Wherever you turn, it's impossible to ignore—World Cup fever is here! And it doesn't matter whether you're a soccer fan or not. Talk of the World Cup seems to follow you where you go. It's in the advertisements. It's in the atmosphere. It's the talk of the town. Somehow, everything is connected to the World Cup.

What captured my attention about the Word Cup is the way it influences the lives of its viewers. I had naively assumed that because the World Cup is a sporting event, its influence should be most demonstrable in the areas of health and fitness. Ostensibly, it would raise awareness of the importance of leading a healthy lifestyle, cause a rise in memberships to sports and fitness clubs, and increase the consumption of health foods.

But we all know the real facts. World Cup season is characterized by the opposite trend. Vendors of couches, recliners and televisions have never seen better days. And the only increase in food purchases isn't happening in the health food stores—but rather in the pizza shops and fast food joints. Not to mention sales of beers, salted sunflower seeds, and other junk food...

As it turns out, people love the World Cup and soccer. But, at the end of the day, we are just fans. Spectators. We watch from the sidelines.

The game is played by the professionals. They are the ones who have to work hard practicing, eating healthy and staying fit. That's why we pay them the big bucks—so that we can sit back and enjoy watching them play.

This suddenly answered a question I've pondered for years.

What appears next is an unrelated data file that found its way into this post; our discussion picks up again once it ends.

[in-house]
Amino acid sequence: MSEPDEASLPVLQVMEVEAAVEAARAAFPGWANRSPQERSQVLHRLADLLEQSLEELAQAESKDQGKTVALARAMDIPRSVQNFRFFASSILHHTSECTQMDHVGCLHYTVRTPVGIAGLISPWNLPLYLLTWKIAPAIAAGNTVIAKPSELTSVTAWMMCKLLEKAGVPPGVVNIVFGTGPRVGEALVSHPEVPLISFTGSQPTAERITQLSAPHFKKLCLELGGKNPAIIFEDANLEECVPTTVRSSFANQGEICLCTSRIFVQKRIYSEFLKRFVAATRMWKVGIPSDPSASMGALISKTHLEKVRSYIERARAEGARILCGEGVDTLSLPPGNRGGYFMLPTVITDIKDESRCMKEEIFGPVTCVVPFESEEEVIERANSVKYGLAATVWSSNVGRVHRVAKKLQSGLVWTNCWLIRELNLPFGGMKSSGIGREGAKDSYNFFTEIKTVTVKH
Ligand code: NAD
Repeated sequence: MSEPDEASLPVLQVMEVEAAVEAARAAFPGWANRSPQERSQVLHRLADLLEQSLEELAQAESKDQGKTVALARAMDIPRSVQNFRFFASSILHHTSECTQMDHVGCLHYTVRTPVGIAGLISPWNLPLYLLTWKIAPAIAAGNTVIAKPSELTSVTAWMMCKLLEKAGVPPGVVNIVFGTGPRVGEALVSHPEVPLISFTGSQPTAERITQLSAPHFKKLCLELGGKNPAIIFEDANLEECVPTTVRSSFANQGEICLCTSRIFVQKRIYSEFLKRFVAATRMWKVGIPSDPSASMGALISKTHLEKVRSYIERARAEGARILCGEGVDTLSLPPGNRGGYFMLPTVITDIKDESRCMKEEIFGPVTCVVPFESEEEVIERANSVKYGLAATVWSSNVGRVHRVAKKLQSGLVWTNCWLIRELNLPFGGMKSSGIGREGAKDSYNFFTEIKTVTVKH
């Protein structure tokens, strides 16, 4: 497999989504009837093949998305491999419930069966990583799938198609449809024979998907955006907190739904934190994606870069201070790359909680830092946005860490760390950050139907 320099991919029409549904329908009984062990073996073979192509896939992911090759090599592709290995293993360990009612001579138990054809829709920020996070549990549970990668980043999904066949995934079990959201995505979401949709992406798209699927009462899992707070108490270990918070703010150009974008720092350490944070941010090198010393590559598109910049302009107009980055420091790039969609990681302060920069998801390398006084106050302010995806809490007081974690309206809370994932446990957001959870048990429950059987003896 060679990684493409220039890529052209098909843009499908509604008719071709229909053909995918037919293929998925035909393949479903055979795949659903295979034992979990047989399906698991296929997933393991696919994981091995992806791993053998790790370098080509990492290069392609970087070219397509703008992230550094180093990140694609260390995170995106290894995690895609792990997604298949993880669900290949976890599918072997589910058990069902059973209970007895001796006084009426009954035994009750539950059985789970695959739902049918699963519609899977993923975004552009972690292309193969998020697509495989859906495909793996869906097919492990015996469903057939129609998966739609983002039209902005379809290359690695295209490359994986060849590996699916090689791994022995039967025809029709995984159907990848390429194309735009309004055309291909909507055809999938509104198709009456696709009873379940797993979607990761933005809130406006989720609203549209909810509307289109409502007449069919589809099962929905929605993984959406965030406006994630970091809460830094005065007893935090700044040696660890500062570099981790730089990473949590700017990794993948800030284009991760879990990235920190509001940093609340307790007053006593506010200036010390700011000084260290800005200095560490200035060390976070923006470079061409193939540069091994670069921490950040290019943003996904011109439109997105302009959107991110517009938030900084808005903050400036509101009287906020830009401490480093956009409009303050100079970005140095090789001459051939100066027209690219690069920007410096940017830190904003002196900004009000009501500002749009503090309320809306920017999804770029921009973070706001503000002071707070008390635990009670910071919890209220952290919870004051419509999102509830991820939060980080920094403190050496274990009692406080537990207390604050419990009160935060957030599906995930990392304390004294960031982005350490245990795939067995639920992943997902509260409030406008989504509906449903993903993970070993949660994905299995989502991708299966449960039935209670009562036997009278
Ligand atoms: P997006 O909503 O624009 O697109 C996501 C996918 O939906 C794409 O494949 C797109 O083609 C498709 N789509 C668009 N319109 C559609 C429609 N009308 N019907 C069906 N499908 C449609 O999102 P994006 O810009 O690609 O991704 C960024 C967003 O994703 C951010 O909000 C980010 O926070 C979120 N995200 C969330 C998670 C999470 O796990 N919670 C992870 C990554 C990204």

Ethics of the Fathers relates the following story:

Rabbi Yossi tells: I was once traveling and met a man, and we greeted each other. The man said to me, "Where are you from?" "I am from a large city of scholars and scribes," I responded. He said, "Rabbi, would you wish to live with us in our place, and I will compensate you with thousands upon thousands of dinars of gold and precious stones?" I told him, "Even if you were to give me all the money and precious stones in the world, I would still choose to live in a place of Torah."

When I read this story I couldn't understand. If I had been in Rabbi Yossi's position, I would have jumped at the opportunity. And which rabbi wouldn't? Who wouldn't want to travel to a spiritually barren place and be given an unlimited budget and resources to spread the teachings of the Torah? How did Rabbi Yossi forgo this once-in-a-lifetime opportunity?

The answer is that Rabbi Yossi's acquaintance had no desire to take part in the Torah study himself. He just wanted to be a fan or a spectator. "We want you to live with us in our place." I.e., you will study Torah in our stead. You will relieve us of this responsibility...

He was even willing to sponsor Rabbi Yossi and his learning. But to take an active role in the furthering of Torah values? No, that would be too much!

Judaism is not soccer. In Judaism, there are no fans and spectators. In Judaism, everyone needs to play, and no one can take someone else's place. Unlike soccer, in Judaism everyone is integral to the game.